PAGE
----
Shares in supermarket giant Woolworths Limited (ASX: WOW) have been on the nose with many investors since late 2014 as its failed Masters foray and loss of market share to Wesfarmers Limited (ASX: WES) owned Coles wreaks havoc on profits and margins.

Despite its share price falling over 30% since October 2014, my recent shopping experience with Woolworths shows its turnaround strategy under new CEO Brad Banducci may resurrect life into the consumer staple just yet. Here’s what happened.

Back to basics

Following the divestment of its Home Timber and Hardware Group to Metcash Limited (ASX: MTS) and exit of Masters, Woolworths is now back to focusing on what it does best – supermarket retailing.

My weekly shop over the weekend can attest to this fact with Australia’s leading supermarket pulling out all stops to make everyday shopping cheaper. In every aisle I entered, the shelves were littered with yellow and green stickers indicating items were half price or less.

Although the deeper discounting means margin attrition will feature in its 2017 results, Woolworths appears to be taking a page out of, Inc.’s book by choosing long-term sustainable growth over short-term profitability. This, in my view, lays solid foundations for the years ahead.

Online expansion

Woolworths is also ramping up efforts to pursue a legitimate omni-channel marketing strategy through expansion in its online business, Woolworths Online. Although competitor Coles is offering a similar service, having used Woolworths Online in recent weeks myself, Woolworths appears to offer a better online experience through affiliate partnerships (and the ability to track your delivery truck in real time).

For example, Woolworths has partnered with American credit card giant American Express to offer customers credits (in the form of a cash credit to your bill) when certain spend thresholds are met on AMEX cards on Woolworths Online.

It has also embraced the internet by signing up to fast-growing referral website, which provides users with cashback on online purchases or a discount on Woolworths’ gift cards (which can be used online or in-store) in order to generate leads.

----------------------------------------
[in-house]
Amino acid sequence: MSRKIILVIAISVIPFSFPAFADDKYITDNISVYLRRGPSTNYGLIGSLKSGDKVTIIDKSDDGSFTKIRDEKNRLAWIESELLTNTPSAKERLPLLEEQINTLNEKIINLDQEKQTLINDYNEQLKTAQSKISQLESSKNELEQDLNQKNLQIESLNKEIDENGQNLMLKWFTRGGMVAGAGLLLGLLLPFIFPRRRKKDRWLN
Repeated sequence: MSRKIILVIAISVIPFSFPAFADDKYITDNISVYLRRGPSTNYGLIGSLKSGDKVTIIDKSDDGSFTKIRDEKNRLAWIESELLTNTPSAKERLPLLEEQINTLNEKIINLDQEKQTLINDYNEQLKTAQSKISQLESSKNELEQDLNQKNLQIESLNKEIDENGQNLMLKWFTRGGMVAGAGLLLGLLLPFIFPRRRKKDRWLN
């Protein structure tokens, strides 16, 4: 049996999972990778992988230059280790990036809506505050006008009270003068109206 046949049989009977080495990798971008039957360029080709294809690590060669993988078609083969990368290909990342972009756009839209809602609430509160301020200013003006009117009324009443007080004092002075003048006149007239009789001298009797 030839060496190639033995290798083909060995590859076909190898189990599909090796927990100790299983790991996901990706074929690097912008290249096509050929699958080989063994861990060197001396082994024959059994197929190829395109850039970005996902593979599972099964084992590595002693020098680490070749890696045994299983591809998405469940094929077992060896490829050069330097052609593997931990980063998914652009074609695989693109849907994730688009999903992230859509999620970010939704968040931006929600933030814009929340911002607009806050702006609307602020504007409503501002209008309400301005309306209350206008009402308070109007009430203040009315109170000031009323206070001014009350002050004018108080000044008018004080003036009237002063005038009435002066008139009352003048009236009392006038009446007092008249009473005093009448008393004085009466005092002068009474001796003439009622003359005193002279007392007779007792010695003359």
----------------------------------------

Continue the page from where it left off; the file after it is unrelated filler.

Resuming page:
These additional rewards/discounts not only make shopping cheaper for ordinary customers, but increase Woolworths’ customer value proposition for online shopping – a channel with traditionally higher total transaction values.

Customer loyalty

Finally, Woolworths is ramping up its customer loyalty strategy by gamifying the shopping experience and offering loyalty cardholders (and shareholders) bonus points or extra discounts on grocery items, from time-to-time.

In return, it offers customers choice on how to use these rewards through its partnership with Qantas Airways Limited (ASX: QAN). This provides more flexibility compared to other loyalty programs and is legitimately able to make a difference to a shopper’s back pocket.

Foolish takeaway

It’s no secret that Woolworths has a special place in my heart, as it was the first stock I ever purchased on-market (after buying Telstra Corporation Ltd (ASX: TLS) in its T3 offer).

Even though I’ve been one of those long-term shareholders suffering at the value destruction that occurred over the last 24 months, I have never been a loyal shopper to Australia’s largest retailer. However, if my weekend shop is anything to go by, that may change shortly.

Whilst I’m aware that one additional shopper is unlikely to change the fortunes of the $31 billion behemoth, if enough people begin to see value in shopping at Woolworths, you might soon find that Woolworths sales (and share price) will be a lot higher.

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Motley Fool contributor Rachit Dudhwala owns shares of Woolworths Limited. The Motley Fool Australia has no position in any of the stocks mentioned. We Fools may not all hold the same opinions, but we all believe that considering a diverse range of insights makes us better investors. The Motley Fool has a disclosure policy. This article contains general investment advice only (under AFSL 400691). Authorised by Bruce Jackson.